Venice Entry Fee Launches: Day-trippers Now Have To Pay To Visit The Italian City At Peak Times


Last November, Venice authorities unveiled a pilot program for their long-mooted plan to charge day-trippers to visit the city. 

Today (25 April) the pilot programme has finally come into force.

Signs advising arriving visitors of the new €5 fee for a test phase of 29 days through July have been erected outside the main train station and other points of arrival.

Some 200 stewards have been trained to politely walk anyone unaware of the fee through the process of downloading a QR code. A kiosk has been set up for those not equipped with a smartphone. Once past designated entry ports, officials will carry out random checks for QR codes that show the day-tripper tax has been paid or that the bearer is exempt.

Transgressors face fines of between €50 and €300. The requirement applies only for people arriving between 8.30 am and 4 pm. Outside of those hours, access is free.

Tourists can book tickets and get their QR code via the online payment platform, which went live on 16 January. 

The entry fee aims to reduce crowds, encourage longer visits and improve quality of life for residents. 

Here's everything you need to know about what you have to pay and why. 

Why is Venice introducing a tourist tax?

The rollout of the tourist tax comes after Venice narrowly escaped being placed on UNESCO's danger list last year because of the damage from overtourism on its delicate ecosystem. 

Member states cited the proposed new entry fee in deciding to spare Venice from the list.

Venice mayor Luigi Brugnaro said that the fee is not an attempt to bring in extra revenue. Rather, it is a 'first-of-its-kind experiment' to regulate tourist flows in one of the world’s most-visited places

The aim of the charge is to incentivise visitors to avoid high-traffic periods and come on other days.

“Our attempt is to make a more liveable city,” he said at a news conference outlining the pilot program.

The city is strained when the number of day-trippers reaches 30,000 to 40,000, according to the city’s top tourism official, Simone Venturini. Its narrow alleyways are clogged with people and water taxis packed, making it difficult for residents to go about their business.

“We need to find a new balance between the tourists and residents,’’ he said. “We need to safeguard the spaces of the residents, of course, and we need to discourage the arrival of day-trippers on some particular days.”

When will visitors have to pay to visit Venice?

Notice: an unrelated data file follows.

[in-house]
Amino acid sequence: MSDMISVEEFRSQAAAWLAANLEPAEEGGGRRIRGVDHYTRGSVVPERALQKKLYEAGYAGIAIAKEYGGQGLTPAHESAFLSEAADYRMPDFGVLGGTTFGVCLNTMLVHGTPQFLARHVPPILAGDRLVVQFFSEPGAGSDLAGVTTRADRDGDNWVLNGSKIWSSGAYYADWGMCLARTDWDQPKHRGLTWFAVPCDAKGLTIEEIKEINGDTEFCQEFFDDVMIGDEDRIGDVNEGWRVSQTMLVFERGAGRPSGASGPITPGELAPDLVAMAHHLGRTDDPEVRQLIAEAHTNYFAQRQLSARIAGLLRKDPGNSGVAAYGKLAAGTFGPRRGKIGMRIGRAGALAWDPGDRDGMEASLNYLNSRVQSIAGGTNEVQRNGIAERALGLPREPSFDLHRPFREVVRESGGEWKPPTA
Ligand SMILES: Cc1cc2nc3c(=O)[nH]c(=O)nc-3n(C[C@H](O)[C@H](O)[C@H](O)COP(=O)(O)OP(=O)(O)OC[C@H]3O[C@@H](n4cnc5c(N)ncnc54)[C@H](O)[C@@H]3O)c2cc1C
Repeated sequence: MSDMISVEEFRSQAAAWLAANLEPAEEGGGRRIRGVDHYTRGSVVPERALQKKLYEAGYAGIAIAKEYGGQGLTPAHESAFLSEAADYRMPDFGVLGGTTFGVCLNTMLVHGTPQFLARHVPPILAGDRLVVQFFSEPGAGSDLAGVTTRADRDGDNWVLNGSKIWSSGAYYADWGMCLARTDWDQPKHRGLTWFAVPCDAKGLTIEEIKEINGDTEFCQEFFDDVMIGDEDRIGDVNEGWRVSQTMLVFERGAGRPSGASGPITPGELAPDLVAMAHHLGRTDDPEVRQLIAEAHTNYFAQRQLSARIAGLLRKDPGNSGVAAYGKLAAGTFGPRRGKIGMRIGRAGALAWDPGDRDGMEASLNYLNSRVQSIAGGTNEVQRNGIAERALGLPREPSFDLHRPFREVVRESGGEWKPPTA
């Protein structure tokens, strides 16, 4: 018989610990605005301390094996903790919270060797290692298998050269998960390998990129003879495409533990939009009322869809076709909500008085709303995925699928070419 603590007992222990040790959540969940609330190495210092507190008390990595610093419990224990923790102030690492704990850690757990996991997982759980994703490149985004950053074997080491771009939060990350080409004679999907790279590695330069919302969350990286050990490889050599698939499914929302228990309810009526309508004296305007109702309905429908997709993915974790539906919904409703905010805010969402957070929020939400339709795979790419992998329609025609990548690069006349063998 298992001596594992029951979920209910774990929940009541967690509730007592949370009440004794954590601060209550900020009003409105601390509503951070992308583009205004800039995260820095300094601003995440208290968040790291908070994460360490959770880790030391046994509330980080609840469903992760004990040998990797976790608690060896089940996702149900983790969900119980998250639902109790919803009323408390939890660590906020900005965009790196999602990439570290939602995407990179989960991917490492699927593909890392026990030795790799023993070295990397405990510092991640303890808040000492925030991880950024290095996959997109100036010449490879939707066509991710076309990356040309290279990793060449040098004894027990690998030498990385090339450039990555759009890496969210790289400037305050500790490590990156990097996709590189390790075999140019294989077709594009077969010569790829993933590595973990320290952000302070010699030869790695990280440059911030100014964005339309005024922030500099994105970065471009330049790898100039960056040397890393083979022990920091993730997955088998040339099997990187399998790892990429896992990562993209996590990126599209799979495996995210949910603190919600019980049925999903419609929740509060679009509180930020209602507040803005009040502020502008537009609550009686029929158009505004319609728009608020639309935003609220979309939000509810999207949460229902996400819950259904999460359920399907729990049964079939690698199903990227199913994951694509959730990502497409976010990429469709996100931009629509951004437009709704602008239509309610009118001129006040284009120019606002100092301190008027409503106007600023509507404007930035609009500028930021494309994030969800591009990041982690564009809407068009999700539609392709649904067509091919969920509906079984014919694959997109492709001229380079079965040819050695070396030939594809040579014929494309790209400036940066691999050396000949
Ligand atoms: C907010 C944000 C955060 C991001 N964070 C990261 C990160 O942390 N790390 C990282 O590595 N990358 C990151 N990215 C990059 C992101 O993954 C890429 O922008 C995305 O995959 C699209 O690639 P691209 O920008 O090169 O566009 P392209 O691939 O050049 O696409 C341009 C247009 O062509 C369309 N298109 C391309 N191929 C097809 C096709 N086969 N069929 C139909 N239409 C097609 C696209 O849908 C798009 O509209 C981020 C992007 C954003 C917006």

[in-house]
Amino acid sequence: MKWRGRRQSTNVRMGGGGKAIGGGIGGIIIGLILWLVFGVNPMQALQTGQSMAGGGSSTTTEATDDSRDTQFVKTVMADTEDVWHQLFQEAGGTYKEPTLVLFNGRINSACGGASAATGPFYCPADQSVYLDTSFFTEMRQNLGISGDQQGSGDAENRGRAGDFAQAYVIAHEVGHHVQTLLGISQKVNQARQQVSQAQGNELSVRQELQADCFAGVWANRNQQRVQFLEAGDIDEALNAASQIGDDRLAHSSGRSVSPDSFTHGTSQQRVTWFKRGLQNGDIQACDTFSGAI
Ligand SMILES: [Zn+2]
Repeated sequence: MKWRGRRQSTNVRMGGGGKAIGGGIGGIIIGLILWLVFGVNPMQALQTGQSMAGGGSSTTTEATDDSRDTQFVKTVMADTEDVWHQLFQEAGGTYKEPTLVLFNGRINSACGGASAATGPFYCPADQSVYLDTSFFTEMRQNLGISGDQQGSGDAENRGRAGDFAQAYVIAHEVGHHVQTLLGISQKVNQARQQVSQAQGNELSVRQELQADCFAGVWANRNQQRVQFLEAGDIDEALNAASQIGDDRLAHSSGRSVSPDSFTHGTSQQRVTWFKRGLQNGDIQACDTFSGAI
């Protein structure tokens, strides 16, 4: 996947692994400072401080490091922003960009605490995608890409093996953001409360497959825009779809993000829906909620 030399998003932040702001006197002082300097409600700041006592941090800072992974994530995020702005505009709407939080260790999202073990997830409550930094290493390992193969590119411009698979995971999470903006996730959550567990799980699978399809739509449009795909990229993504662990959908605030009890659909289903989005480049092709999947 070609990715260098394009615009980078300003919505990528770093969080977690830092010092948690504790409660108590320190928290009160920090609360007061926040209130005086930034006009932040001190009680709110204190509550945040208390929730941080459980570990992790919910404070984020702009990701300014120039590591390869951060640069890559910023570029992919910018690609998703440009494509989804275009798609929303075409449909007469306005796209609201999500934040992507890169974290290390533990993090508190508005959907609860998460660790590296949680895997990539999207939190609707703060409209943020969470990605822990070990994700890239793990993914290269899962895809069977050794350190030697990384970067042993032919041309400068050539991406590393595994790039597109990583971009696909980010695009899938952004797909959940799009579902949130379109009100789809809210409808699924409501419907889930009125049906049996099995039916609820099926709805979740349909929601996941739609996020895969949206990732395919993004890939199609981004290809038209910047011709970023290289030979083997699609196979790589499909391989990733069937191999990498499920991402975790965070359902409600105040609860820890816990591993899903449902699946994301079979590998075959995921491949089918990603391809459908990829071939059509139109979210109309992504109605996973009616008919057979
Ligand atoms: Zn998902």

Starting on 25 April 2024, visitors will have to pay a fee of €5 to enter the fragile lagoon city. 

The charge will be in place on peak weekends and other days between April and mid-July - 29 days in total.

The day-tripper fee will be in force during peak hours from 8.30 am until 4 pm, meaning visitors who come into Venice for dinner or a concert won’t have to pay.


Who has to book a ticket to visit Venice?

A host of exemptions apply to the entry fee system. 

Those who don't have to pay the day-tripper tourist tax include residents, Venetian-born visitors, students and workers, as well as tourists who have hotel or other lodging reservations.

How can I book my ticket for Venice?

Visitors can 'reserve' their day in Venice on a dedicated platform

Day trippers pay €5 and get a QR code that will then be checked at spot controls at seven access points around the city, including at the main train station.

Visitors with hotel reservations enter their hotel information and also get a QR code to show. They don't have to pay, however, since their hotel bill will already include a Venice lodging fee.


How is Venice making tourism more sustainable?

After COVID-19 lockdowns devastated its tourism industry, Venice has been trying to rethink its relationship with visitors in a more sustainable way while also seeking to incentivise its residents to stay put.

The city has been forced to take action in response to the steady exodus of Venetians to the mainland. 

After pressure from UNESCO and environmentalists, authorities have finally banned big cruise ships from sailing past St Mark’s Square and through the Giudecca canal.

Venice has been pointing to longer-term tourists as key to its survival since they tend to spend more. 

Brugnaro said in no way does the new day-tripper contribution discourage tourism overall, but just seeks to manage it better. 


He acknowledged the visitor program will probably have glitches and will need to be amended. But he said that after years of study and talk, it was time to roll it out.

Not all residents, however, are persuaded of the efficacy of the new system in dissuading mass tourism, and say more attention needs to be paid to boosting the resident population and services they need.


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